The Ground Self Defense Force Nerima Garrison (10 minutes walk from Tobu Nerima Station on the Tobu Tojo Line) is a place I used to regularly cycle past about eight years ago on the way to one of my workplaces and, as someone with a military interest, I one day circled the place in search of some kind entrance for the public to enter. There wasn’t one though. Little did I know that a further six kilometres up the road was the Japan Ground Defense Force (JGSDF) PR Center which does have a museum open to the public for free.
I only found out about this place earlier in the Summer and so decided to cycle the 10 kilometres or so from the Tokyo Fox Global Operations Centre on what was a ridiculously hot day (around 35 or 36 degrees celsius) back in mid-July. Cycling in such conditions isn’t as bad as some may think as you do still get a bit of wind but I really struggled on one uphill part and suffered for a short time before continuing on.
I didn’t really know what to expect beforehand and it was bigger than expected but incomparable in size to the one I visited in Seoul a few years ago. You have to enter the building first and then you can go out the back where there’s a bunker and a selection of military vehicles (below) to check out.
It really was too hot to be outside though so I didn’t linger too long and headed back in to the air-conditioned building. I was quite surprised to see so many others in attendance as I really thought this place would be fairly empty! The video below shows what it’s like just after you’ve entered the building from the car park outside.
There were a few simulator machines around what is a very hands-on place. The army bento-box style meal sets offered an interesting insight to military life.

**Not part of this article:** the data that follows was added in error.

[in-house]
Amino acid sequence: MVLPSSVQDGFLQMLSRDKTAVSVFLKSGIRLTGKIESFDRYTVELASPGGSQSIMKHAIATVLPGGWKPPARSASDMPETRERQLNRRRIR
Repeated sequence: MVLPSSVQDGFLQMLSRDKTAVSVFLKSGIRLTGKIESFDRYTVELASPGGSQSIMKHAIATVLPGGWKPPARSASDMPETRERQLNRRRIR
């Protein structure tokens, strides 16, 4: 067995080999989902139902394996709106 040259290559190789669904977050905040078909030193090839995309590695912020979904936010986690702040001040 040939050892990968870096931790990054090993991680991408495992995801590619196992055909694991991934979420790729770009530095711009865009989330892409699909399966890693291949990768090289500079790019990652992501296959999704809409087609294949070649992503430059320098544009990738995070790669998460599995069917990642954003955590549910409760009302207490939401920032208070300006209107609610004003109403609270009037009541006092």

Army uniform cosplay of sorts is available as you can borrow a shirt or jacket for the duration of your stay or just for a photo opportunity. Having tried on my mates US Army uniform (as well as having a couple of green army shirts) in El Paso (Texas) many years back I wasn’t too fussed by such an opportunity. Besides, I was dripping with sweat and didn’t want to get an outfit too wet. Having said that though I couldn’t resist trying on (in a different part of the museum) a couple of 15 kg backpacks and a bullet-proof vest. Wearing it for a minute wasn’t really a problem but the idea of having it on for hours and hours is not one I’d like to endure!
The upstairs section is the learning zone and portrays the activity of the JGSDF regarding disaster relief mission and international contribution which to my surprise included a fair bit of Olympic stuff. Photos, flags and even the trumpet (below) that was used at the opening ceremony of the 1956 Tokyo Olympics can all be seen.
As ever there was the ubiquitous souvenir shop (below) and this one had many goods exclusive to this place. Of course you’d expect to be able to buy military-style clothing at such a place but I really didn’t expect to see special army biscuits on sale in box-style packaging similar to what is seen at every service station and gift shop around the country.
The people in the place were mostly Japanese families so, as is often the case in Japan, I stuck out a bit but I left there very satisfied with my experience at the centre and rode home with the Status Quo classic ‘In The Army‘ (1986) going round my head. Watch it here.
Click here to read ‘The War Memorial Of Korea’
Click here to read ‘Top 10 Saitama Sights’